• memory corruption can occur when the program haphazardly wrote into the memory outside of the allocated range. this can mess up management structures of the allocator and is a common problem and attack area for security exploits

heap and stack

the stack is memory space that is reserved for the extent of a routine call, for example to store routine arguments and local variables. it has a pre-calculated, limited or fixed size. heap memory is all other available system memory. variables with stack memory only need to be declared, variables with heap memory need to be declared as pointers and the heap memory separately allocated

life time

  • the c compiler has no indication of when memory is not needed anymore. how long a memory area is needed may depend on arbitrary conditions. references to the memory area can be passed through routines and persist between routine calls and across the whole program
  • at allocation, decide when the memory is going to be freed in normal execution and with error handling
  • it might be helpful to think in terms of ownership - seeing specific routines as owner of memory and passing on ownership and the responsibility of deallocation

example cases

  • routine returns pointer, developer needs to choose place to free the memory (callee delegates the ownership for the reservation to caller)
  • routine receives memory and frees it at some point (callee takes over ownership)
  • with non-local jumps or exceptions the flow of execution moves to other routines in the program with different context. deallocation must happen beforehand or references are lost

call by value

when arguments are copied with a routine call it prevents the routine from changing state in the caller scope and no thought has to be given to the question if outside execution changes or depends on the values

output arguments

  • routines can pass values to the caller in two ways: via return and via references
  • often pointer arguments are given that are only used to take the result value. in this way a routine can return the error status with the return and multiple other values with the output arguments at once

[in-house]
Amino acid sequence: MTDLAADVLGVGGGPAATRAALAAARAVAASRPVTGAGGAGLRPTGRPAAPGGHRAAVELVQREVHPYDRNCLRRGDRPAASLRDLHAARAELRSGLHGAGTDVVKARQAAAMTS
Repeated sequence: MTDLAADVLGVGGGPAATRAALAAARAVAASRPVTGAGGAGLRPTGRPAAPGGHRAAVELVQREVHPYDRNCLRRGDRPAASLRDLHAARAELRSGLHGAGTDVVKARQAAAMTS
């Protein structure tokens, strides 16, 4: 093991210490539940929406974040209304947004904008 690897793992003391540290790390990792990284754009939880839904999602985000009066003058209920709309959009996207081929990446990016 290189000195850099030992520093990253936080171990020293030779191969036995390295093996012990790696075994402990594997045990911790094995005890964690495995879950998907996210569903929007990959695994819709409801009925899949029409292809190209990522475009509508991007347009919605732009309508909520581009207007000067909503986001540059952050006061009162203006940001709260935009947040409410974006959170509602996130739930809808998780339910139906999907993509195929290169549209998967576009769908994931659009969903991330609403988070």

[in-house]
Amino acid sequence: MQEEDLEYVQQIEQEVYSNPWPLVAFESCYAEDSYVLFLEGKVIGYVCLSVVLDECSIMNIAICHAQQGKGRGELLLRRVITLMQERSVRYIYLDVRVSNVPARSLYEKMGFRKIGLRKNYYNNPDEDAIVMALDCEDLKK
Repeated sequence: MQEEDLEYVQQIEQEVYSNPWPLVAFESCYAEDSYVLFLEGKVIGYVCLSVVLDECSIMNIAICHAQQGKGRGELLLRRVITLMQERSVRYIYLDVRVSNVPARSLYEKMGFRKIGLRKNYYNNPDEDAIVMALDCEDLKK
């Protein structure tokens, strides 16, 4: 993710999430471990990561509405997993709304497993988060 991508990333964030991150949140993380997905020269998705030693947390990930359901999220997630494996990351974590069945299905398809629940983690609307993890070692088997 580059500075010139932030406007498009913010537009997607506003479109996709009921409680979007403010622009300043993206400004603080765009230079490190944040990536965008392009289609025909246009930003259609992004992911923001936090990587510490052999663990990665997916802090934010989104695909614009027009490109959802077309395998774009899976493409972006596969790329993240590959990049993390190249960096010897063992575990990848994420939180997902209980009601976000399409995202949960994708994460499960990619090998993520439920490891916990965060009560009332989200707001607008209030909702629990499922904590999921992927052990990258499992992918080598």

• with output arguments and error handling via return, as it is usually done, functions are quite different from lambdas in functional programming

argument order

output arguments last, acted-on arguments first

  • string-append :: a b result
  • list-add :: list value

prefer local variables to a set of globals

it might save declaration overhead, but access of a local is often faster because the compiler can better predict where it is modified and prepare to cache values

performance example

global

0m10.745s 0m10.739s

local

0m9.931s 0m9.940s

routine structure

all stack allocations are being made at the beginning of a routine anyway and having all declarations at the beginning groups this type of preparation, so it might make sense to have all declarations at the top

type names

  • types can be of platform dependent variable size or fixed size
  • the standard types int, char, and more have a platform dependent variable size with a minimum required size. type prefixes (long, long long, short, short short) are used to specify different minimum size requirements. c data types on wikipedia
  • there are standard fixed size data types that are usually defined in stdint.h and included with inttypes.h. for example int32_t, uint8_t and more. they dont take strange type prefixes. inttypes.h also defines minimum size and maximum size limited types (int_least32_t, intmax_t, etc) as well as a fast type which is guaranteed to be the fastest available type on a platform with a minimum size

shorter type names

here are some alternative type names that could be used

i8, i16, i32, i64, i8-least, i16-least, i32-least, i64-least, i8-fast, i16-fast, i32-fast, i64-fast, u8, u16, u32, u64, u8, u16-least, u32-least, u64-least, u8-fast, u16-fast, u32-fast, u64-fast, f32 float, f64 double, pointer, boolean

incidentally, the rust language actually uses some of them

links

c tricks

  • using offsetof to get a pointer to the structure from only a pointer to the struct field